April 2016. It was a glorious, crisp, sunny fall Sunday when we turned into the small parking lot at the trailhead of the Sanctuario El Cañi in the village of Pichares, about 20 kilometers east of Pucón, Chile. Pucón is a mountain tourist town tucked up under the active Volcán Villarica at the end of Lago Villarica, one of the many large lakes of the Los Lagos Region, where we had stayed the night before. We laced up our hiking boots and made sure we had everything we needed in our day packs for the long climb to the mirador, the viewpoint on a high fragment of the rim of a collapsed volcanic crater that forms the core of the Cañi.
In the language of the area’s indigenous people, the Mapuche, “cañi” means “the vision that transforms.” I imagine that the Mapuche, like the Sioux and Pueblo and many other North American tribes, sought personal connection with universal powers by going to high places, on “vision quests,” seeking spiritual transformation and wisdom. Today, on our Sunday of hiking worship, we were aiming for the view from the El Cañi mirador. We didn’t know what to expect, but we knew we would enjoy the view, and – who knows? – were open even to having our vision transformed.
We had been motivated to come to Sanctuario El Cañi after learning that it was one of the first privately funded protected areas in Chile. We thought it might provide a possible model for conservation of the site that John Muir visited on his 1911 trip to Chile, about 75 miles north of here, in his quest to see forests of Araucaria araucana, the monkey puzzle tree.
“Sanctuario El Cañi.” John Muir would have liked that designation, given his view of the sanctity of nature. And Muir would also have understood the Mapuche view of the nature as the source of transformative personal vision and wisdom. His writings are full of stories of his own vision quests through personal encounters with nature, sometimes in its most raw and dangerous moods, from swaying in the top of a pine in a windstorm, to a solo climb of Cathedral Peak in the Sierra Nevada, to a night in a blizzard on the top of Mt. Shasta, which he survived by sleeping on a volcanic steam vent.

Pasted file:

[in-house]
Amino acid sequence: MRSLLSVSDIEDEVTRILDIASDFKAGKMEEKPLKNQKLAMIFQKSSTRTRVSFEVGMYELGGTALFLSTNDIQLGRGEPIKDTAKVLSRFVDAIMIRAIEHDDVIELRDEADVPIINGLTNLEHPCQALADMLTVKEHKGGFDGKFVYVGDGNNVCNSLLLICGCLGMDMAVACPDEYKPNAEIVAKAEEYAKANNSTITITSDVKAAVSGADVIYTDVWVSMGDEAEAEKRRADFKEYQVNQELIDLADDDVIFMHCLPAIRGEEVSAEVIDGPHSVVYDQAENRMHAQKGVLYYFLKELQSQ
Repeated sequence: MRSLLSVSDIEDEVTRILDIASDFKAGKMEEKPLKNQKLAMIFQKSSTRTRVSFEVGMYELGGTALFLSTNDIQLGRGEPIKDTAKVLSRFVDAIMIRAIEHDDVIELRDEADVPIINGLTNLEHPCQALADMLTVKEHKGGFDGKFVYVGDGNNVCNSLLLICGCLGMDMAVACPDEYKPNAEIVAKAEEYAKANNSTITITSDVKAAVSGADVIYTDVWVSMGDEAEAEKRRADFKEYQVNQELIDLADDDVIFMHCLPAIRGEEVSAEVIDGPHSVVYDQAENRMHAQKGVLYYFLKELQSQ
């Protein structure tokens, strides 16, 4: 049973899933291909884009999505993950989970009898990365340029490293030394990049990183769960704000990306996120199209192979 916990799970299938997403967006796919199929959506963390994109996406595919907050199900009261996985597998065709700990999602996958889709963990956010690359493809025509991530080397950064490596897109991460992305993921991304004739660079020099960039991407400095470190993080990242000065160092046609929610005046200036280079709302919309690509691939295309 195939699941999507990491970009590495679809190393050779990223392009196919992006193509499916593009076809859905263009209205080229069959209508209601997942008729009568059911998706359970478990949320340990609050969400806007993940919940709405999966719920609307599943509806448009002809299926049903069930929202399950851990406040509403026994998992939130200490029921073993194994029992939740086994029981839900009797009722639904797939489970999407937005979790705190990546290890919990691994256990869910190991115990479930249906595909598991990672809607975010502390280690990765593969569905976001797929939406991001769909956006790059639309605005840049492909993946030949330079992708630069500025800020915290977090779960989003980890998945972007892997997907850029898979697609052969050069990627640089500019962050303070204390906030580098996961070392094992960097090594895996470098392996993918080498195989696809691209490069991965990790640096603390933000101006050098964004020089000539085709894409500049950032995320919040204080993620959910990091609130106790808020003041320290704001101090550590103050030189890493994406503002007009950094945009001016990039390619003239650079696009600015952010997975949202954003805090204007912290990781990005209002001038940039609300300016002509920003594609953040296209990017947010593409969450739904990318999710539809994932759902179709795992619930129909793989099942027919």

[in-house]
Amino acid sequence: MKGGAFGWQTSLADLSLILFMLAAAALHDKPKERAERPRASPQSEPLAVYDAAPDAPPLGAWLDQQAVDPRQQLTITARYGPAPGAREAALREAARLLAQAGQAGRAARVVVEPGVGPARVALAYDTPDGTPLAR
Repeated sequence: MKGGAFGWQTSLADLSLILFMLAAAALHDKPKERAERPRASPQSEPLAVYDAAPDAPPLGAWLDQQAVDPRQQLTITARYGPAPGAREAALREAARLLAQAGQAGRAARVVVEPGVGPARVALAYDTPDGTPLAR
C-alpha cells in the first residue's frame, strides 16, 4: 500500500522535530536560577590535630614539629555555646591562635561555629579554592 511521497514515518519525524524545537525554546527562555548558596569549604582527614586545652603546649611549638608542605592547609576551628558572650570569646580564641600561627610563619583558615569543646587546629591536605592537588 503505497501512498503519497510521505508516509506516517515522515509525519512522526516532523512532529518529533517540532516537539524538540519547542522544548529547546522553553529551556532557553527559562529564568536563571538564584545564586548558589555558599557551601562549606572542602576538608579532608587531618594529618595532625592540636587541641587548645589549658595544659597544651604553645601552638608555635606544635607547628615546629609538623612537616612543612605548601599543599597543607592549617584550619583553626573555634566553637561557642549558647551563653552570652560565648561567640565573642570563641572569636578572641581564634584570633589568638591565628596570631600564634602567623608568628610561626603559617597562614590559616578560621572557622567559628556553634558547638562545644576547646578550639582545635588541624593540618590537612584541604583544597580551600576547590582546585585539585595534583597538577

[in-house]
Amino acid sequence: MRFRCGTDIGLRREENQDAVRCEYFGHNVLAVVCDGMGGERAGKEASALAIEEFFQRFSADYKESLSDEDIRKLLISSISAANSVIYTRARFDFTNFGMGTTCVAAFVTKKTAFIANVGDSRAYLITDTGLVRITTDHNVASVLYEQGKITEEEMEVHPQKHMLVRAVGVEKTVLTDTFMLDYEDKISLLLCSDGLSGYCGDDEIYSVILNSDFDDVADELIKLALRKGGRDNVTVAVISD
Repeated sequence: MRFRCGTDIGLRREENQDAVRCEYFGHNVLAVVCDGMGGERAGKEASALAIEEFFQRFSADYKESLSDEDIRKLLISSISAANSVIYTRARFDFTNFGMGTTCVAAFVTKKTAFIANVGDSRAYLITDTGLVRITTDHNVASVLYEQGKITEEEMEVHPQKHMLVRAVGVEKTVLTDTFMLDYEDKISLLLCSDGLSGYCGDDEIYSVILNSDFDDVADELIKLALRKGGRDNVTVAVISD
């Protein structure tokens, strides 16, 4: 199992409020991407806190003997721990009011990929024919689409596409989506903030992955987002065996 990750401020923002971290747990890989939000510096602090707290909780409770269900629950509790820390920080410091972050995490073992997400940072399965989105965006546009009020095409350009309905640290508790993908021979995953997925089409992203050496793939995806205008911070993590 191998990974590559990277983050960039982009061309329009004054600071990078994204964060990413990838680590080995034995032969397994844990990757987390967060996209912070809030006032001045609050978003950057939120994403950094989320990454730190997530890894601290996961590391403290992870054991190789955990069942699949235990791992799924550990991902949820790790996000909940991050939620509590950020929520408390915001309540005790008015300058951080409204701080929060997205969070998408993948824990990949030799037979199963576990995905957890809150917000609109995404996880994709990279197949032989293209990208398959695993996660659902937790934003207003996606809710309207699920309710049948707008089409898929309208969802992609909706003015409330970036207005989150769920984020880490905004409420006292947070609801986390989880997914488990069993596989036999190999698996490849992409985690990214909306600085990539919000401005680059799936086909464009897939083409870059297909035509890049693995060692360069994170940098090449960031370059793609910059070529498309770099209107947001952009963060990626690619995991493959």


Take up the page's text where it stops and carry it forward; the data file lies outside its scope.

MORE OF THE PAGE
Muir would have loved the old-growth cathedrals of araucaria and coigüe in the heart of El Cañi if he had seen them on his 1911 trip to Chile. Instead, the site he visited was heavily affected by fires and grazing, with a sparse, open forest of old araucarias. The dark, wet, old growth forest of El Cañi would have provided a striking contrast. Muir managed to reach the araucarias he had so long dreamed to see at the part of their range that was the most accessible from Santiago at the time, by train and carriage and on horseback. But that accessibility also meant that his vision of an ancient araucaria forest was of one that had experienced and survived heavy human disturbance.